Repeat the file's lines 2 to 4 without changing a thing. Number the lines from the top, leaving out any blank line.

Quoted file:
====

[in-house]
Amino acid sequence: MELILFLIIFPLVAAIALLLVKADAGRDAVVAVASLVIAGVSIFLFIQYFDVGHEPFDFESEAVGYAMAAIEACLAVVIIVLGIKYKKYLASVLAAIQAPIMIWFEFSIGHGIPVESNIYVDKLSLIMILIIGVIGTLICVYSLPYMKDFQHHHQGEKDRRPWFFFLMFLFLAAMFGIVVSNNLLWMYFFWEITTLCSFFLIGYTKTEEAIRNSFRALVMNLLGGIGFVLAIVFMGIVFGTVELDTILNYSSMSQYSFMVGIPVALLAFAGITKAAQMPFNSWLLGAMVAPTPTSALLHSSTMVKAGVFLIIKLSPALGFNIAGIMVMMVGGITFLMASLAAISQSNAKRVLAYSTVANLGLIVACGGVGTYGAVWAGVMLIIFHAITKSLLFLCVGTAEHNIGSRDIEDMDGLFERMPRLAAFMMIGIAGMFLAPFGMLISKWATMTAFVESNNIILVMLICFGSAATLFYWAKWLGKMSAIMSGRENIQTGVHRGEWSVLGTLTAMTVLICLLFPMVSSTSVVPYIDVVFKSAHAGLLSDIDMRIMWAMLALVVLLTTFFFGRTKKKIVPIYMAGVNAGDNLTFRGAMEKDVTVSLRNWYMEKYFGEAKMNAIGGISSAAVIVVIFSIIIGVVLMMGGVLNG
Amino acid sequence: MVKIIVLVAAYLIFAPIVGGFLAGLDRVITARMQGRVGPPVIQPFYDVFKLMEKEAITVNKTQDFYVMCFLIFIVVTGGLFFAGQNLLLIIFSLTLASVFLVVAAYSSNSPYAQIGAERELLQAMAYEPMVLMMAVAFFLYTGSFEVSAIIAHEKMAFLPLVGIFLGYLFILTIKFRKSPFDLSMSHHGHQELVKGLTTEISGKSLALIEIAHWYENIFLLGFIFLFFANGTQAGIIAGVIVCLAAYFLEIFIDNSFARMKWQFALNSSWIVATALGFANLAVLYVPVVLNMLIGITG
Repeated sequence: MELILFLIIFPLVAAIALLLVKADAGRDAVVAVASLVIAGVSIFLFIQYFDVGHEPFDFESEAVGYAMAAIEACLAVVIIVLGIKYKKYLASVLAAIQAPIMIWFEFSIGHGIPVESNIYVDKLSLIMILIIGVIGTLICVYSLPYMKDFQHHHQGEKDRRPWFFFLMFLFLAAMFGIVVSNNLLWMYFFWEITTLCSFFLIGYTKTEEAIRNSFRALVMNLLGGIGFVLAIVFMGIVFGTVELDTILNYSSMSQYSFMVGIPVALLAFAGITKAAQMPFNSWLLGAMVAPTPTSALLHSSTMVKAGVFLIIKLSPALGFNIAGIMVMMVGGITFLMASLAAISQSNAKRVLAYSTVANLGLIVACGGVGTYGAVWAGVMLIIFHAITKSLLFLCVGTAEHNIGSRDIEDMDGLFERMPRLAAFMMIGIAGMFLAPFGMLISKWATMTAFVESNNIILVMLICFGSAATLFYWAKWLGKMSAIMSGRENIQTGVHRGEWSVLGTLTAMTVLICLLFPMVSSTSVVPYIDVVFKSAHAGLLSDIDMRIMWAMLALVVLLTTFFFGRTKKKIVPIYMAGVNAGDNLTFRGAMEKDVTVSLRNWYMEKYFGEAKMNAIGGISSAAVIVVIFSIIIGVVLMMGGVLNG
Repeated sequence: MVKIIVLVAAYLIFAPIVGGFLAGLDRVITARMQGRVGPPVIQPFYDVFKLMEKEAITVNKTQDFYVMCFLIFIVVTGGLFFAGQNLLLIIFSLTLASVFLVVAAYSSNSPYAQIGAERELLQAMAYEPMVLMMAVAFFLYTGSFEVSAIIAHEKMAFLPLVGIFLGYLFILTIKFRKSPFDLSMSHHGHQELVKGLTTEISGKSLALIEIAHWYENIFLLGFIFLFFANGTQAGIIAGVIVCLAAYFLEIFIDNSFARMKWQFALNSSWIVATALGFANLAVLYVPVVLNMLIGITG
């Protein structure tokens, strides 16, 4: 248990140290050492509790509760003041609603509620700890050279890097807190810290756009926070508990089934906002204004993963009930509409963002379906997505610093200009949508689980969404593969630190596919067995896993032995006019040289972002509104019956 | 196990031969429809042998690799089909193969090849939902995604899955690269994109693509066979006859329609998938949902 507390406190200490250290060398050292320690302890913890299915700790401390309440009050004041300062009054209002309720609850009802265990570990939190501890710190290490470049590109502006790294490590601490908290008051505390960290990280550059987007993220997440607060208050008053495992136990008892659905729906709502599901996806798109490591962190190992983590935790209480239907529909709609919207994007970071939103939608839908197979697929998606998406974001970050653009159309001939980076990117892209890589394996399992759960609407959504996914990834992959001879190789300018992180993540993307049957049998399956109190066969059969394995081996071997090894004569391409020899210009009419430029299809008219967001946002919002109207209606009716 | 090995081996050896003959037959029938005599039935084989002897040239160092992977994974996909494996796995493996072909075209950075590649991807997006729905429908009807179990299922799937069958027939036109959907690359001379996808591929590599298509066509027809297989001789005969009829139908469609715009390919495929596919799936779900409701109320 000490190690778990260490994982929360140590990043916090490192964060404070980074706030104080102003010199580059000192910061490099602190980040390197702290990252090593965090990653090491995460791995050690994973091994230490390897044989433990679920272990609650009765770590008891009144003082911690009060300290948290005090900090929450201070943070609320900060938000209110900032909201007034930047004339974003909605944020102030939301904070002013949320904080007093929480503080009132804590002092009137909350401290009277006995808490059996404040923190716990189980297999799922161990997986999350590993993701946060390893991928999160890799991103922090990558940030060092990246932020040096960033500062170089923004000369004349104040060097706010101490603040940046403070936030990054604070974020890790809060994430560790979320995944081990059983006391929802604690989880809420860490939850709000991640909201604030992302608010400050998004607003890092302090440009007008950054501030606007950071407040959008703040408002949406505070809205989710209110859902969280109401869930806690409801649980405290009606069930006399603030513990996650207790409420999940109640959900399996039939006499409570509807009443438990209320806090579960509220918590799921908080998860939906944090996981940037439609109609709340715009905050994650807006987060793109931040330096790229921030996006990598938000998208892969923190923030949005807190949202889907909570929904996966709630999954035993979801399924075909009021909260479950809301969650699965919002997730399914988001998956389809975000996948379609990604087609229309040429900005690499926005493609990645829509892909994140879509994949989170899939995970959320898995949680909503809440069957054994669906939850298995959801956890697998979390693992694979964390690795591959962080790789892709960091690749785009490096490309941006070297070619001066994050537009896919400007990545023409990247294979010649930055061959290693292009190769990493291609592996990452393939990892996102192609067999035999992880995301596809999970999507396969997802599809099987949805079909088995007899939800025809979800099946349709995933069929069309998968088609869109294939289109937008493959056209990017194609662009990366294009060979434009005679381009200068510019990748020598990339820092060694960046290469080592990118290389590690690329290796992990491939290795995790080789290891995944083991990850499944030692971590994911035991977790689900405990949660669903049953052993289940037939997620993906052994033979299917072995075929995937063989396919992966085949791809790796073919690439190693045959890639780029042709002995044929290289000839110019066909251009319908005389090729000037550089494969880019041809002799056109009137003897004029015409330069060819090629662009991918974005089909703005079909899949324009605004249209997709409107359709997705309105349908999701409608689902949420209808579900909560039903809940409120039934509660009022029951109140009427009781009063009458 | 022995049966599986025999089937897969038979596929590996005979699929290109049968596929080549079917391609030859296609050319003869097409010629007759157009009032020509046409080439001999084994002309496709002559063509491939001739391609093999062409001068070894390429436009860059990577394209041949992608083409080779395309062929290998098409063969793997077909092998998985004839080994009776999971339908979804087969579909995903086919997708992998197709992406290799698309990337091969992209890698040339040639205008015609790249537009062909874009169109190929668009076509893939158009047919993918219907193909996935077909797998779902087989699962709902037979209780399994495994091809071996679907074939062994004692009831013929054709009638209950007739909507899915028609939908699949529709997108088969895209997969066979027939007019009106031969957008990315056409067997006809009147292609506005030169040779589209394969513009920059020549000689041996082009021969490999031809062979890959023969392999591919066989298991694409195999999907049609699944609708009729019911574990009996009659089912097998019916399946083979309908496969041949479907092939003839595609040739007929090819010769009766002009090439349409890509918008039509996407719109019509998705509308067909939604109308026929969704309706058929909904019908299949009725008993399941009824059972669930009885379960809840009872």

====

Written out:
Amino acid sequence: MELILFLIIFPLVAAIALLLVKADAGRDAVVAVASLVIAGVSIFLFIQYFDVGHEPFDFESEAVGYAMAAIEACLAVVIIVLGIKYKKYLASVLAAIQAPIMIWFEFSIGHGIPVESNIYVDKLSLIMILIIGVIGTLICVYSLPYMKDFQHHHQGEKDRRPWFFFLMFLFLAAMFGIVVSNNLLWMYFFWEITTLCSFFLIGYTKTEEAIRNSFRALVMNLLGGIGFVLAIVFMGIVFGTVELDTILNYSSMSQYSFMVGIPVALLAFAGITKAAQMPFNSWLLGAMVAPTPTSALLHSSTMVKAGVFLIIKLSPALGFNIAGIMVMMVGGITFLMASLAAISQSNAKRVLAYSTVANLGLIVACGGVGTYGAVWAGVMLIIFHAITKSLLFLCVGTAEHNIGSRDIEDMDGLFERMPRLAAFMMIGIAGMFLAPFGMLISKWATMTAFVESNNIILVMLICFGSAATLFYWAKWLGKMSAIMSGRENIQTGVHRGEWSVLGTLTAMTVLICLLFPMVSSTSVVPYIDVVFKSAHAGLLSDIDMRIMWAMLALVVLLTTFFFGRTKKKIVPIYMAGVNAGDNLTFRGAMEKDVTVSLRNWYMEKYFGEAKMNAIGGISSAAVIVVIFSIIIGVVLMMGGVLNG
Amino acid sequence: MVKIIVLVAAYLIFAPIVGGFLAGLDRVITARMQGRVGPPVIQPFYDVFKLMEKEAITVNKTQDFYVMCFLIFIVVTGGLFFAGQNLLLIIFSLTLASVFLVVAAYSSNSPYAQIGAERELLQAMAYEPMVLMMAVAFFLYTGSFEVSAIIAHEKMAFLPLVGIFLGYLFILTIKFRKSPFDLSMSHHGHQELVKGLTTEISGKSLALIEIAHWYENIFLLGFIFLFFANGTQAGIIAGVIVCLAAYFLEIFIDNSFARMKWQFALNSSWIVATALGFANLAVLYVPVVLNMLIGITG
Repeated sequence: MELILFLIIFPLVAAIALLLVKADAGRDAVVAVASLVIAGVSIFLFIQYFDVGHEPFDFESEAVGYAMAAIEACLAVVIIVLGIKYKKYLASVLAAIQAPIMIWFEFSIGHGIPVESNIYVDKLSLIMILIIGVIGTLICVYSLPYMKDFQHHHQGEKDRRPWFFFLMFLFLAAMFGIVVSNNLLWMYFFWEITTLCSFFLIGYTKTEEAIRNSFRALVMNLLGGIGFVLAIVFMGIVFGTVELDTILNYSSMSQYSFMVGIPVALLAFAGITKAAQMPFNSWLLGAMVAPTPTSALLHSSTMVKAGVFLIIKLSPALGFNIAGIMVMMVGGITFLMASLAAISQSNAKRVLAYSTVANLGLIVACGGVGTYGAVWAGVMLIIFHAITKSLLFLCVGTAEHNIGSRDIEDMDGLFERMPRLAAFMMIGIAGMFLAPFGMLISKWATMTAFVESNNIILVMLICFGSAATLFYWAKWLGKMSAIMSGRENIQTGVHRGEWSVLGTLTAMTVLICLLFPMVSSTSVVPYIDVVFKSAHAGLLSDIDMRIMWAMLALVVLLTTFFFGRTKKKIVPIYMAGVNAGDNLTFRGAMEKDVTVSLRNWYMEKYFGEAKMNAIGGISSAAVIVVIFSIIIGVVLMMGGVLNG